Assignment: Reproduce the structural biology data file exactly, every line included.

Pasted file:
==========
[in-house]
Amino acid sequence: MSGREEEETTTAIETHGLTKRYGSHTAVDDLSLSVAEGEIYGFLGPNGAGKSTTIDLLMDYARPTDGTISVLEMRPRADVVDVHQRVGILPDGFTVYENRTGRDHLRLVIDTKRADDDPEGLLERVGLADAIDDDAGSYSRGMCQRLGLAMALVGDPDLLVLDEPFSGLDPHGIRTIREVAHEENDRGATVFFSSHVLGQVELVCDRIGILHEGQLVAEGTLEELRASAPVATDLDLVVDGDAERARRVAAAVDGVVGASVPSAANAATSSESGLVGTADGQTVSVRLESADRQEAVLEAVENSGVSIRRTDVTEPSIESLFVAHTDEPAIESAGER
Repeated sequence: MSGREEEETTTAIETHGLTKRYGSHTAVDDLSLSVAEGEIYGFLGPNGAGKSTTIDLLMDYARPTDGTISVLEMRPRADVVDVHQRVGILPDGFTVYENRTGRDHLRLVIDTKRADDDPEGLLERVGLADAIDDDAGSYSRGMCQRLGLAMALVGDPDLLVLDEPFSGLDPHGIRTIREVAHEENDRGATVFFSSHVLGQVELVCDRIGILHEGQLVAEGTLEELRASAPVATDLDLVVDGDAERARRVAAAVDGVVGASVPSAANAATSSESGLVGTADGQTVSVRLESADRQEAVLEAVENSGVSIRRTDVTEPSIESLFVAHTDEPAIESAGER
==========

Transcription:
[in-house]
Amino acid sequence: MSGREEEETTTAIETHGLTKRYGSHTAVDDLSLSVAEGEIYGFLGPNGAGKSTTIDLLMDYARPTDGTISVLEMRPRADVVDVHQRVGILPDGFTVYENRTGRDHLRLVIDTKRADDDPEGLLERVGLADAIDDDAGSYSRGMCQRLGLAMALVGDPDLLVLDEPFSGLDPHGIRTIREVAHEENDRGATVFFSSHVLGQVELVCDRIGILHEGQLVAEGTLEELRASAPVATDLDLVVDGDAERARRVAAAVDGVVGASVPSAANAATSSESGLVGTADGQTVSVRLESADRQEAVLEAVENSGVSIRRTDVTEPSIESLFVAHTDEPAIESAGER
Repeated sequence: MSGREEEETTTAIETHGLTKRYGSHTAVDDLSLSVAEGEIYGFLGPNGAGKSTTIDLLMDYARPTDGTISVLEMRPRADVVDVHQRVGILPDGFTVYENRTGRDHLRLVIDTKRADDDPEGLLERVGLADAIDDDAGSYSRGMCQRLGLAMALVGDPDLLVLDEPFSGLDPHGIRTIREVAHEENDRGATVFFSSHVLGQVELVCDRIGILHEGQLVAEGTLEELRASAPVATDLDLVVDGDAERARRVAAAVDGVVGASVPSAANAATSSESGLVGTADGQTVSVRLESADRQEAVLEAVENSGVSIRRTDVTEPSIESLFVAHTDEPAIESAGER